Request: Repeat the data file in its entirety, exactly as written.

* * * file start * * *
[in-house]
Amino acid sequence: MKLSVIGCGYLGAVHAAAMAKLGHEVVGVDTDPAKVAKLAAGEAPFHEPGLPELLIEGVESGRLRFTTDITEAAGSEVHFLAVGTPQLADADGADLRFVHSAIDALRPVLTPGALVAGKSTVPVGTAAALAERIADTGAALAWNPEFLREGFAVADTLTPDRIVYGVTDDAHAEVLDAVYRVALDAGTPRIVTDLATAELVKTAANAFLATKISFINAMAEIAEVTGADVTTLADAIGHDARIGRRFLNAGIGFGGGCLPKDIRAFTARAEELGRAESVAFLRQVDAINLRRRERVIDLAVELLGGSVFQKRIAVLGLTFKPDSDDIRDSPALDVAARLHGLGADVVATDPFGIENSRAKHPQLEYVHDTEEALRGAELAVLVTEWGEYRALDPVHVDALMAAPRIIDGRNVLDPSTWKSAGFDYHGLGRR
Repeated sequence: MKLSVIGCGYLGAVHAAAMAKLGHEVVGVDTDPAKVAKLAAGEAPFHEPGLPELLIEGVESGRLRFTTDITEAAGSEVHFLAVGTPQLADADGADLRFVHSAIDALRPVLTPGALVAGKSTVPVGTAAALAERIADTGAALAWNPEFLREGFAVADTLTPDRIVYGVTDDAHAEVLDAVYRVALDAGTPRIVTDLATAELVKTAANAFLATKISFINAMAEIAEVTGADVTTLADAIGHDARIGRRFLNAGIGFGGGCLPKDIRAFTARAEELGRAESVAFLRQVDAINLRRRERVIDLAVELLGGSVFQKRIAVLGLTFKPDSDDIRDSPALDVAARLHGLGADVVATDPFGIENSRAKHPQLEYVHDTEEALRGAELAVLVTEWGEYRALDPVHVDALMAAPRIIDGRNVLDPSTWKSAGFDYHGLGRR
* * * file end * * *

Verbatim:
[in-house]
Amino acid sequence: MKLSVIGCGYLGAVHAAAMAKLGHEVVGVDTDPAKVAKLAAGEAPFHEPGLPELLIEGVESGRLRFTTDITEAAGSEVHFLAVGTPQLADADGADLRFVHSAIDALRPVLTPGALVAGKSTVPVGTAAALAERIADTGAALAWNPEFLREGFAVADTLTPDRIVYGVTDDAHAEVLDAVYRVALDAGTPRIVTDLATAELVKTAANAFLATKISFINAMAEIAEVTGADVTTLADAIGHDARIGRRFLNAGIGFGGGCLPKDIRAFTARAEELGRAESVAFLRQVDAINLRRRERVIDLAVELLGGSVFQKRIAVLGLTFKPDSDDIRDSPALDVAARLHGLGADVVATDPFGIENSRAKHPQLEYVHDTEEALRGAELAVLVTEWGEYRALDPVHVDALMAAPRIIDGRNVLDPSTWKSAGFDYHGLGRR
Repeated sequence: MKLSVIGCGYLGAVHAAAMAKLGHEVVGVDTDPAKVAKLAAGEAPFHEPGLPELLIEGVESGRLRFTTDITEAAGSEVHFLAVGTPQLADADGADLRFVHSAIDALRPVLTPGALVAGKSTVPVGTAAALAERIADTGAALAWNPEFLREGFAVADTLTPDRIVYGVTDDAHAEVLDAVYRVALDAGTPRIVTDLATAELVKTAANAFLATKISFINAMAEIAEVTGADVTTLADAIGHDARIGRRFLNAGIGFGGGCLPKDIRAFTARAEELGRAESVAFLRQVDAINLRRRERVIDLAVELLGGSVFQKRIAVLGLTFKPDSDDIRDSPALDVAARLHGLGADVVATDPFGIENSRAKHPQLEYVHDTEEALRGAELAVLVTEWGEYRALDPVHVDALMAAPRIIDGRNVLDPSTWKSAGFDYHGLGRR